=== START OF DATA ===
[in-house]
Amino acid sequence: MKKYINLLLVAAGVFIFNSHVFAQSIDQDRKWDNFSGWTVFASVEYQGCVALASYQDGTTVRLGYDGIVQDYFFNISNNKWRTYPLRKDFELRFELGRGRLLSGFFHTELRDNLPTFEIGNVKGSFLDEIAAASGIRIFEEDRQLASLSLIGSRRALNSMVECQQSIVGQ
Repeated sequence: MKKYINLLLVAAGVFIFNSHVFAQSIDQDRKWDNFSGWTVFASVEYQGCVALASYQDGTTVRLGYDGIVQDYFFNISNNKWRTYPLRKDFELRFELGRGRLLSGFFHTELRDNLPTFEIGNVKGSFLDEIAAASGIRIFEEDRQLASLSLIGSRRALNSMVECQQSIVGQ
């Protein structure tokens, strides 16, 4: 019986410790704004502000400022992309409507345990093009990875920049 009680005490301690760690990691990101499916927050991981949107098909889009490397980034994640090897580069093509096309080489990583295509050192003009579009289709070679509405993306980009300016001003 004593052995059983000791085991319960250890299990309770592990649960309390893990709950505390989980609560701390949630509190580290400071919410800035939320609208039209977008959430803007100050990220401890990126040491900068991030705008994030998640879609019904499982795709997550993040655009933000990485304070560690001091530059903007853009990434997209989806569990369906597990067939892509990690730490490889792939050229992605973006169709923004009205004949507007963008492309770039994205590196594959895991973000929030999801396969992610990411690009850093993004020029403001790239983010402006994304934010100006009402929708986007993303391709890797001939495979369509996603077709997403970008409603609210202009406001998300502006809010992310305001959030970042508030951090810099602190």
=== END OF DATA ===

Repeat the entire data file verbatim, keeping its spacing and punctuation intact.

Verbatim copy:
[in-house]
Amino acid sequence: MKKYINLLLVAAGVFIFNSHVFAQSIDQDRKWDNFSGWTVFASVEYQGCVALASYQDGTTVRLGYDGIVQDYFFNISNNKWRTYPLRKDFELRFELGRGRLLSGFFHTELRDNLPTFEIGNVKGSFLDEIAAASGIRIFEEDRQLASLSLIGSRRALNSMVECQQSIVGQ
Repeated sequence: MKKYINLLLVAAGVFIFNSHVFAQSIDQDRKWDNFSGWTVFASVEYQGCVALASYQDGTTVRLGYDGIVQDYFFNISNNKWRTYPLRKDFELRFELGRGRLLSGFFHTELRDNLPTFEIGNVKGSFLDEIAAASGIRIFEEDRQLASLSLIGSRRALNSMVECQQSIVGQ
């Protein structure tokens, strides 16, 4: 019986410790704004502000400022992309409507345990093009990875920049 009680005490301690760690990691990101499916927050991981949107098909889009490397980034994640090897580069093509096309080489990583295509050192003009579009289709070679509405993306980009300016001003 004593052995059983000791085991319960250890299990309770592990649960309390893990709950505390989980609560701390949630509190580290400071919410800035939320609208039209977008959430803007100050990220401890990126040491900068991030705008994030998640879609019904499982795709997550993040655009933000990485304070560690001091530059903007853009990434997209989806569990369906597990067939892509990690730490490889792939050229992605973006169709923004009205004949507007963008492309770039994205590196594959895991973000929030999801396969992610990411690009850093993004020029403001790239983010402006994304934010100006009402929708986007993303391709890797001939495979369509996603077709997403970008409603609210202009406001998300502006809010992310305001959030970042508030951090810099602190």